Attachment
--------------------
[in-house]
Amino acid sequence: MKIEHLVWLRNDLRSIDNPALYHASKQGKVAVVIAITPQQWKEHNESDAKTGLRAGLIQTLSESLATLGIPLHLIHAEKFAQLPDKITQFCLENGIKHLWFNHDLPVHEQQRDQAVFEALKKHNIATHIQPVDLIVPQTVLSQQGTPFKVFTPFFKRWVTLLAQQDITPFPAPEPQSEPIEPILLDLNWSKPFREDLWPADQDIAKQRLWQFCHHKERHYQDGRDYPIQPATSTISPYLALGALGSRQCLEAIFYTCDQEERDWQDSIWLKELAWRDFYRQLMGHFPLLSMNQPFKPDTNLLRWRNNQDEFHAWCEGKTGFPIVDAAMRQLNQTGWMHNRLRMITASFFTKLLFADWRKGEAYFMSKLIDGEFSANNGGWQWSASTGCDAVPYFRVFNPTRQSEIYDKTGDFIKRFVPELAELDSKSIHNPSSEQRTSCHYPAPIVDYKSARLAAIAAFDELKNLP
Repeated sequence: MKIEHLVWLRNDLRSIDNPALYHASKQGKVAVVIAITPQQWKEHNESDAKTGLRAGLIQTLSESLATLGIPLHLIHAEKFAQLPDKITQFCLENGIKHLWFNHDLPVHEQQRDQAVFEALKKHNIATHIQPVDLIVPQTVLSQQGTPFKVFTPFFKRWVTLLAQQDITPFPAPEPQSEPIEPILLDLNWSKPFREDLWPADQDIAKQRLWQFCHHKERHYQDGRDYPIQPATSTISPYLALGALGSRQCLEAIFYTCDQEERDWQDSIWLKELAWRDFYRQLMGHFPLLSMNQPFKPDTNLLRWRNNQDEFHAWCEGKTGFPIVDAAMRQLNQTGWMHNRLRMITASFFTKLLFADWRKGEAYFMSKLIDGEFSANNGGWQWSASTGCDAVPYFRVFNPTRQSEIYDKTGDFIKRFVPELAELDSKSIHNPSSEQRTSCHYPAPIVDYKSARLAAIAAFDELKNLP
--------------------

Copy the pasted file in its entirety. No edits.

[in-house]
Amino acid sequence: MKIEHLVWLRNDLRSIDNPALYHASKQGKVAVVIAITPQQWKEHNESDAKTGLRAGLIQTLSESLATLGIPLHLIHAEKFAQLPDKITQFCLENGIKHLWFNHDLPVHEQQRDQAVFEALKKHNIATHIQPVDLIVPQTVLSQQGTPFKVFTPFFKRWVTLLAQQDITPFPAPEPQSEPIEPILLDLNWSKPFREDLWPADQDIAKQRLWQFCHHKERHYQDGRDYPIQPATSTISPYLALGALGSRQCLEAIFYTCDQEERDWQDSIWLKELAWRDFYRQLMGHFPLLSMNQPFKPDTNLLRWRNNQDEFHAWCEGKTGFPIVDAAMRQLNQTGWMHNRLRMITASFFTKLLFADWRKGEAYFMSKLIDGEFSANNGGWQWSASTGCDAVPYFRVFNPTRQSEIYDKTGDFIKRFVPELAELDSKSIHNPSSEQRTSCHYPAPIVDYKSARLAAIAAFDELKNLP
Repeated sequence: MKIEHLVWLRNDLRSIDNPALYHASKQGKVAVVIAITPQQWKEHNESDAKTGLRAGLIQTLSESLATLGIPLHLIHAEKFAQLPDKITQFCLENGIKHLWFNHDLPVHEQQRDQAVFEALKKHNIATHIQPVDLIVPQTVLSQQGTPFKVFTPFFKRWVTLLAQQDITPFPAPEPQSEPIEPILLDLNWSKPFREDLWPADQDIAKQRLWQFCHHKERHYQDGRDYPIQPATSTISPYLALGALGSRQCLEAIFYTCDQEERDWQDSIWLKELAWRDFYRQLMGHFPLLSMNQPFKPDTNLLRWRNNQDEFHAWCEGKTGFPIVDAAMRQLNQTGWMHNRLRMITASFFTKLLFADWRKGEAYFMSKLIDGEFSANNGGWQWSASTGCDAVPYFRVFNPTRQSEIYDKTGDFIKRFVPELAELDSKSIHNPSSEQRTSCHYPAPIVDYKSARLAAIAAFDELKNLP